It's interesting that you put a little distance between yourself and the claim that Obama is the anti-Christ.  You won't judge him on that claim, but you'll still casually mention it.  As for the claim, grade school history provides us with the Salem Witch Trials as an example of similar sentiment to reject this as nothing more than un-provable superstitious conviction.  Furthermore, pegging someone as the anti-Christ is on the level of other end-time extremists: the Waco Branch Dividians, the Raliens, and Jim Jones.  All of those followers were convinced, as was Salem, but the rest of us know the truth with the passage of time.  Besides, we've already had plenty of other figures identified for that role: Hitler, Mussolini, and even the recent Saddam Hussein.  Ah!  Hussein!  Man, I'd be fucked if his name had been Saddam Cameron!  The anti-Christ label is used to incite hysteria, and is ridiculous.

All of these arguments have been explained or dismissed to my satisfaction, and are no further concern to me.  Spinning those wheels any more is a distraction from the policies that are being discussed, and those are the issues I'm following and evaluating to determine my vote.

So what are those issues? Like you, I'm untrusting of big government. But I'm placing greater importance on foreign policy, plans for energy independence, economic strategy, environmental welfare, and civil rights.

It's not what Obama's done that sways me. It's more of what he plans to do.

He offers more diplomacy to foreign policy - a better strategy to build global confidence than McCain who refuses diplomacy with our biggest rivals. It's a much better strategy to rebuild our global image in the wake of Iraq, and image impacts confidence and eventually impacts the strength of our dollar. Additionally, he has a plan that puts a time limit on our occupation in Iraq. McCain will pull out as soon as we're victorious. How do you measure victory at this point?

Obama's energy plan is robust, like a diversified portfolio. His plan leans on federal incentive, tax credit, and investment programs to eventually support commercialization of viable alternative energy technologies. McCain focuses on fewer technologies and is relying on market forces that move at a pace too slow to yield the necessary results in time.

I'm not well versed in either economic policy, but Obama believes an early focus on energy is key, and that outsourcing should be targeted. McCain's bailout plans are more pointedly Socialist than anything else I've heard.

Many conservatives have just now acknowledged that global warming is a real issue. They still refuse to acknowledge that 6 billion people (more than double the global population when you were born) have an impact on the environment. I was appalled when Palin said in the VP debate, "We have got to encourage other nations also to come along with us with the impacts of climate change, what we can do about that." Considering the U.S. has yet to ratify the Kyoto Protocol from 1997 (when 182 parties DID, and duly noted that our president at that time was a Democrat) and similar opportunities since, we have to focus on catching up before we believe we can blaze the trail.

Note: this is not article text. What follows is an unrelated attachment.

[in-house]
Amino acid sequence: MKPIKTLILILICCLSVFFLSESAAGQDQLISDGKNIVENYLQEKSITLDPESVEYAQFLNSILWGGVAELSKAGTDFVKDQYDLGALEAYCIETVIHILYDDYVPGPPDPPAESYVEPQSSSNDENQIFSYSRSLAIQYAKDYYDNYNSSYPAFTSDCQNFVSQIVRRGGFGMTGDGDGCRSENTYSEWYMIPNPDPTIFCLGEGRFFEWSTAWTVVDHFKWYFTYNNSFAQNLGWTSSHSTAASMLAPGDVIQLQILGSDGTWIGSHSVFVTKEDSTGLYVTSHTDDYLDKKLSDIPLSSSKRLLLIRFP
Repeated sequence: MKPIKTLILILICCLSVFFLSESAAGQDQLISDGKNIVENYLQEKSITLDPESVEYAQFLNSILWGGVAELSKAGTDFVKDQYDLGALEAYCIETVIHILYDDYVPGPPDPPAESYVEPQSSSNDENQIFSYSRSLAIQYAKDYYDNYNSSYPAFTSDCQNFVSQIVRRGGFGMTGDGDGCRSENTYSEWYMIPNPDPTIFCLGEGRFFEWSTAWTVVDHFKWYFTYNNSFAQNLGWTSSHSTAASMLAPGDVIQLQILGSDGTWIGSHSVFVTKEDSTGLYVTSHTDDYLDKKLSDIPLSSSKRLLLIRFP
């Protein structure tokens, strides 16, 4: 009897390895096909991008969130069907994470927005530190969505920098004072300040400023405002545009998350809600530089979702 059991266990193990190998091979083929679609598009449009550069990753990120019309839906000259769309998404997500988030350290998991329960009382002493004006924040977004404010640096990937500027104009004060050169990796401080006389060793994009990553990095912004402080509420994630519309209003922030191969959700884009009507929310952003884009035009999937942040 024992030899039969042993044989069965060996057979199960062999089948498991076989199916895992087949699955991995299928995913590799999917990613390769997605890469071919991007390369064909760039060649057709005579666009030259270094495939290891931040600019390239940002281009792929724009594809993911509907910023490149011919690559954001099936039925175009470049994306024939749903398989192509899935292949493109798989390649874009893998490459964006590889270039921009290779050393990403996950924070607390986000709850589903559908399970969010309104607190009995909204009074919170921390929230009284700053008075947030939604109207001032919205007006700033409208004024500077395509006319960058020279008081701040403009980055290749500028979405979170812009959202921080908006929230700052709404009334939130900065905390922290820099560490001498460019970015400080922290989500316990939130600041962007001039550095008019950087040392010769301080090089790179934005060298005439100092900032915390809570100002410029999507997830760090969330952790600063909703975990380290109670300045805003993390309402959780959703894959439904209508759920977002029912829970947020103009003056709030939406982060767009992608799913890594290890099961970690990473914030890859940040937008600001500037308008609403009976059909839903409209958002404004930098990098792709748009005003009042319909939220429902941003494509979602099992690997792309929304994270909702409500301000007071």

Civil Rights issues come to a draw. I was disappointed to hear Biden deny marriage for gays. That's simply where I stand.

So after assessing those issues and party platforms, let's take a broad look at the candidates in a general sense. McCain and his campaign have lacked consistency, except in the mode of reaction and transparent politicking. The VP pick was a glaring political stunt, as was the sudden adoption of reform as a mantra, and use of the term 'Maverick.' McCain "suspending" his campaign was a weak talking point, and so far has backfired on him. There is a great statistical chance that he dies in office leaving Palin as commander in chief, and I'm not confident in her or comfortable with that following her initial Ms. Teen USA South Carolina–like performance with Couric.

Obama has been consistent. He is the tortoise in this race. His calm, collected, and measured persona is the representation I want of me on the global stage. His use of the media, which you criticize, is actually impressive and current. It speaks to this generation. His campaign was founded on the notion of change, support for the middle class core of the country; he has touted alternate energy strategies, and supported the right of differing opinions. McCain has picked up these sound bytes after realizing their popularity, from being a Maverick with a average middle class hockey mom, to diversifying his energy plan, to conceding that Obama is actually a decent guy. Also consider that the president is merely a figurehead to the advisors he surrounds himself with. Obama is clearly better advised and up to date in his campaign, and I consider that a 'prologue' to his presidency.

I also want to point out that I don't hate and fear McCain as you do Obama. I just don't think he (or his successor) is the better of the two options.

So no. I have not been duped. I have prioritized the issues, considered them at length, weighed the extremes and assessed it all by my values. If I weigh different issues and come to a different conclusion than you, is it necessarily by gullibility? Is it not valid? Is it really that awful that we're not alike? Next time you forward political content, please consider that and the discussion you're inviting.

Sorry for being a windbag, and thanks for reading.

Uploaded 10/27/2008